Stop sprinting towards your future
What my time in industry taught me
I always knew I would come back to academia. It didn’t matter that I would be taking at least one year off to work a flashy new job in Seattle biotech. It didn’t matter that the position would be a lot less stressful, and have a lot more benefits, than graduate student life. My mentor in my senior year as an undergrad told me I’d be bound by the “golden handcuffs” of industry, unable to break away from its cushy salary. And while he was wrong, I can’t help but appreciate the warnings. Three years passed before I finally came back to school and returning has been an arduous process. But those three years taught me a valuable lesson: don’t keep sprinting towards your future.
Before I earned my bachelor’s degree, I already had a job secured at a startup immunotherapy company. During my interviews, they asked me if I had plans to go back to school. I answered with an honest yes. They asked me how long I planned to work for them. I answered with a less-than-honest two years. My plans at the time were to use industry as a short break, apply to graduate schools that fall, and be back in the classroom before my knowledge of differential equations had completely faded from my mind.
Those plans quickly flew out the window.
It immediately became apparent that one year was not enough of a break. The summer went by too fast, and come fall, I found no motivation to fill out graduate applications. This lethargy didn’t sit well with me. I felt as if I was behind schedule, especially the following winter as I witnessed a wave of my peers get accepted into prestigious institutions. Next year, I told myself, would be the year I applied.
That was in the early months of 2020. The pandemic had other ideas.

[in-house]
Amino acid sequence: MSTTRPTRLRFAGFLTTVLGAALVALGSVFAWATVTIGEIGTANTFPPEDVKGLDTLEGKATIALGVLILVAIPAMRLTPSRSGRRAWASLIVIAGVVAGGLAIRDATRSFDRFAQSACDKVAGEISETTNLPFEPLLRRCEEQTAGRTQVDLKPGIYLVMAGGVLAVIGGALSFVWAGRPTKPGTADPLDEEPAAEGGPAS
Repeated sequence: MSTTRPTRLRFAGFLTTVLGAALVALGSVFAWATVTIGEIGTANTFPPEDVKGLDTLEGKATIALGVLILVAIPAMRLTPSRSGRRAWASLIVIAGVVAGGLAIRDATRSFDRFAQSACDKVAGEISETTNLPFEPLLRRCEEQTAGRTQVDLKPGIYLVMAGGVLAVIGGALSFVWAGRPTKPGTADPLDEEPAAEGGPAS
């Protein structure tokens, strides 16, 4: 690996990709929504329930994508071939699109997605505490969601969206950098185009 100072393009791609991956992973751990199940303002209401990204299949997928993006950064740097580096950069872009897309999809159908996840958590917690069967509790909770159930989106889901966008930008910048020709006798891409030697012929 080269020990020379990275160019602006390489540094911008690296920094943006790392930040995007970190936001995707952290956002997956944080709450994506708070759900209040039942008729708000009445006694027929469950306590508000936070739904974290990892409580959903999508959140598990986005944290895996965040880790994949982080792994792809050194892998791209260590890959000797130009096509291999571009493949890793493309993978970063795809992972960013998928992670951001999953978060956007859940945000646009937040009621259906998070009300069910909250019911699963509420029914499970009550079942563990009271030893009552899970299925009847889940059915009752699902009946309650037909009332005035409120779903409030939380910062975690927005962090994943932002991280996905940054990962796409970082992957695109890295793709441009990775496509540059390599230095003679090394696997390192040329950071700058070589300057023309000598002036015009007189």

I spent two months stuck at home, grateful that my company put the lives of its employees before their yearly goals but frustrated that I was unable to perform my lab work. Then, slowly, we returned to a socially distanced, temporally staggered work environment. Nevertheless, in only my second week back at the bench, I faced the direct consequences of COVID’s economic impact. The startup didn’t have the money to retain all its employees. I was let go.
So, I plunged into another two months stuck at home, this time with the added stress of financial uncertainty and an overwhelming feeling that I had failed as a researcher. My job search went as well as it could have given the health crisis raging across the world. I found another startup, and at long last, I was back in the lab. However, I was also staring down the barrel of another grad school application season.
This time, though, I was far less afraid to ignore it. I needed to give the pandemic a while to calm down. I wanted to rebuild my confidence in my scientific abilities. And I was also incredibly excited to work on the therapies this new company was developing. Grad school would have to wait again.
The year that followed was the least stressful of my adulthood. I stopped obsessing about moving too slowly to the next stage of my life, focusing instead on my love of science and other hobbies that had fallen to the side. My efforts in and out of work gave me a renewed sense of purpose and self-worth. So, when the next application season rolled around, I finally didn’t feel tired or useless. I felt ready.
Additionally, I benefited from the experience and connections of industry when applying to graduate school. I had a much better grasp on a lot of different scientific procedures, which bolstered my value in the eyes of potential PIs. My company also encouraged my aspirations, even pairing me with a mentor to aid in the application process. I was honored to have the CEO write one of my letters of recommendation, an achievement I certainly wouldn’t have earned if I had kept to my original plans.
Now that I’m back in school, though it has been less than a month, I am still so grateful for the three years I took away from academia. Yes, my math and coding skills aren’t what they used to be. And yes, having homework again is a pain. But I have a better sense of who I am as a scientist and what I want out of a PhD because of industry. I’m eager to take all that I have learned and channel it into a new project of my own design.
Overall, I can’t imagine how I would have ended up at MIT if I had remained so focused on getting into graduate school as fast as possible. The moment I stopped sprinting towards my future, I was able to catch my breath. I could finally hear my friends, family, and colleagues cheering me on, motivating me to take this next step in my life. With their help, I ended up exactly where I wanted to be. And not a moment too late.
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